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Caroline Wood havs

Caroline Wood’s successful claim for Sensorineural symptoms of Hand Arm Vibration Syndrome (HAVS) alongside a diagnosis of Constitutional Raynaud’s disease

Caroline Wood, instructed by Richard Sheppard at Oxley Coward Solicitors, represented the successful Claimant at a contested HAVS trial, attended by Mr Cushieri, Consultant vascular surgeon and Professor Bainbridge, Consultant plastic and hand surgeon. The claim was settled in favour of the Claimant at the start of the second day of trial, prior to hearing from the medical experts. The trial took place at Leeds County Court and was heard by Recorder Najib.

The medical experts disagreed as to whether the Claimant had Constitutional Raynaud’s or vibration – induced HAVS. The Claimant had described an onset of vascular symptoms of blanching within 12 – 18 months of exposure to vibration when employed by the First Defendant and had described to Professor Bainbridge, the expert instructed by the Defendants, that the blanching had not progressed, despite continued exposure to vibration for a further 15 years. Professor Bainbridge suggested that onset of HAVS so soon after the exposure to vibration was an exceptionally short period of time. Further, onset after such a short duration of vibration exposure indicated a particular sensitivity to vibration which was inconsistent with the absence of progression of symptoms despite continued exposure to vibration for at least another 15 years. Accordingly the Defendants’ case was that the Claimant had Constitutional Raynaud’s.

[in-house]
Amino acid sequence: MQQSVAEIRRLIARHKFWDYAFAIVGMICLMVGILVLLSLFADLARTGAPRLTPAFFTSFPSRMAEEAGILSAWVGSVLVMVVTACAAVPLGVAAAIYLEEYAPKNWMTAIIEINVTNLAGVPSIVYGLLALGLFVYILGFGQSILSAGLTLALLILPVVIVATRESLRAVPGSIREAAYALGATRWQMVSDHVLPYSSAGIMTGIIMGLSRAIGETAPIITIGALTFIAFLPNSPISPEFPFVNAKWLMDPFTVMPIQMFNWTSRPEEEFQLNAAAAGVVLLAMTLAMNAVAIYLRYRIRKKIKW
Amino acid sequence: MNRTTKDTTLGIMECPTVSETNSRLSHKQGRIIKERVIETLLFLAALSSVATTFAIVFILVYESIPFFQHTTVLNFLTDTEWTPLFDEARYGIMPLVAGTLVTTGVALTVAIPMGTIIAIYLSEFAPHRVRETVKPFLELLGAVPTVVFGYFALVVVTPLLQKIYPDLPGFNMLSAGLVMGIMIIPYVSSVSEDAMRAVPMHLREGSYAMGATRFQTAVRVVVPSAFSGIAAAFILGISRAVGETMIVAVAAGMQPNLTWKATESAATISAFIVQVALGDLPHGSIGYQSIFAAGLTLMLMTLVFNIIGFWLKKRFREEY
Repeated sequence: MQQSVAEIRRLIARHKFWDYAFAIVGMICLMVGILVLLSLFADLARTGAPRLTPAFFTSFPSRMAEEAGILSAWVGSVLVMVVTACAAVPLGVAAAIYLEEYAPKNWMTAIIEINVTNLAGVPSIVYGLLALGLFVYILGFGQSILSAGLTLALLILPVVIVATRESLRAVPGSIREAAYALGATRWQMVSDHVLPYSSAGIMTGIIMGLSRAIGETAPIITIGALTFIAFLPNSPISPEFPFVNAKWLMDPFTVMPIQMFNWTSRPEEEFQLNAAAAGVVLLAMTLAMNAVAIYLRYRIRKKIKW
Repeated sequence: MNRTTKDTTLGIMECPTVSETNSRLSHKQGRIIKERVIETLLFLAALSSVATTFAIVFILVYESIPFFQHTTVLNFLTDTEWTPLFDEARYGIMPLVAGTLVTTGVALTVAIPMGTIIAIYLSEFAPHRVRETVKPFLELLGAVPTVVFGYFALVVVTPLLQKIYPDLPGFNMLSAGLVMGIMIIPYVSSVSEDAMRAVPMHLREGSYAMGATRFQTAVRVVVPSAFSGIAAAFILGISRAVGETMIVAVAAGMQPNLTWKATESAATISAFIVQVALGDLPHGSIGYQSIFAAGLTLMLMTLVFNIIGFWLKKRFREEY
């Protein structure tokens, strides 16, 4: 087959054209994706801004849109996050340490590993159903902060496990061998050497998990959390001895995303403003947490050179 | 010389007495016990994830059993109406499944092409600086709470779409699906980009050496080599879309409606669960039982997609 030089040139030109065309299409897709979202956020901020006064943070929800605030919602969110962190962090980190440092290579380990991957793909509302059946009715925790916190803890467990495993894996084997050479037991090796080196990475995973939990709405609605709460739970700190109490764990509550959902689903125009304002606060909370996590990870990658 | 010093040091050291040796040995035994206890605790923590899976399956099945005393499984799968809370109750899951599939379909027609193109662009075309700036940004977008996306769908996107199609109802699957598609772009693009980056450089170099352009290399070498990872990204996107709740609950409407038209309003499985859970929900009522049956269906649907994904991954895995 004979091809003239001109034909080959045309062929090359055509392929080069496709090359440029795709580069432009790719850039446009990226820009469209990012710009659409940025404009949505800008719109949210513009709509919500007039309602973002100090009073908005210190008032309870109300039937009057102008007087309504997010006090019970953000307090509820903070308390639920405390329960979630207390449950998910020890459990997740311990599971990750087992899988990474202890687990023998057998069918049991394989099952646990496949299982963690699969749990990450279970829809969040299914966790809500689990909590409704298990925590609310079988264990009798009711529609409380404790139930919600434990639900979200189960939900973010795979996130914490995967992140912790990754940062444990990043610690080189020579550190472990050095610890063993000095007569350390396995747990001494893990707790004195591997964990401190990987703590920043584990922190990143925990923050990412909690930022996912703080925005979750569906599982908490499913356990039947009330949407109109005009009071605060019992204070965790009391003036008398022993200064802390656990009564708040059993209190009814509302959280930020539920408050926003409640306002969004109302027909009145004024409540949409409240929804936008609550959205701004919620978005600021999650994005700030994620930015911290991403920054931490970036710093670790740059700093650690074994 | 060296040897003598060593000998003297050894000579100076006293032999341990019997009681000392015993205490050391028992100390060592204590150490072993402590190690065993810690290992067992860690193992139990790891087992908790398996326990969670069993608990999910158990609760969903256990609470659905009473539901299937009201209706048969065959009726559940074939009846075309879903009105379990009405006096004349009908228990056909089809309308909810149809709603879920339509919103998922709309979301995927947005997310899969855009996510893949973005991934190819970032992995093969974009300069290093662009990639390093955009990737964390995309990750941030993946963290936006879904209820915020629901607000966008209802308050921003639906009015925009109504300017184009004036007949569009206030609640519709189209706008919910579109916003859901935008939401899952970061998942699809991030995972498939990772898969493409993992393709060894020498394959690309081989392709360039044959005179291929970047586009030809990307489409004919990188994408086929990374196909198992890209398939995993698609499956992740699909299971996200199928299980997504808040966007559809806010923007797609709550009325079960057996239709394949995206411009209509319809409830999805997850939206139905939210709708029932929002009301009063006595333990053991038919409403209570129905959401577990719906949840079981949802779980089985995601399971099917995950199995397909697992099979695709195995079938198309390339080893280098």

In relation to sensorineural symptoms, both experts at the time of their respective medical examinations had found that the Claimant had normal 2 point discrimination. There was also evidence of tingling of the right middle finger given to both experts and the ring finger of the left hand to Mr Cushieri. Mr Cushieri had found loss of sensory perception in relation to cotton wool in the pulp of the middle and ring finger of the left hand and the middle and index finger of the right hand. Other experts may use a monofilament instead of cotton wool to test for sensory perception. Accordingly, Mr Cushieri had graded the Claimant 2SN, defined in the Stockholm Workshop scale as “intermittent or persistent numbness, reduced sensory perception”. Professor Bainbridge had diagnosed the Claimant, if he had HAVS, as 1V, 1SN. Professor Bainbridge also excluded carpal tunnel syndrome, cubital tunnel syndrome and any other peripheral nerve entrapment.

The joint report read as follows, “We agree that the Claimant describes sensory symptoms which Mr Cushieri believes are consistent with the neurosensory manifestations of the hand arm vibration syndrome… Mr Bainbridge notes no reported history of sensorineural symptoms except during a blanching attack…Mr Bainbridge notes normal 2 point discrimination. Mr Cushieri also found normal 2 point discrimination but noted reduced sensory loss in the middle and ring finger of the left hand and the index and middle finger of the right hand. We note that sensory testing can be prone to subjective bias”.

Sensorineural symptoms of numbness and tingling of the fingers associated with a blanching attack is not inconsistent with Constitutional Raynaud’s. Tingling of the fingers while using vibrating tools up to 20 minutes afterwards is a normal physiological reaction to vibrating tool use. Reduced sensory perception and/or tingling outwith exposure to vibrating tools is not accounted for by a diagnosis of constitutional Raynaud’s. Further, a diagnosis of constitutional Raynaud’s does not exclude a diagnosis of HAVS.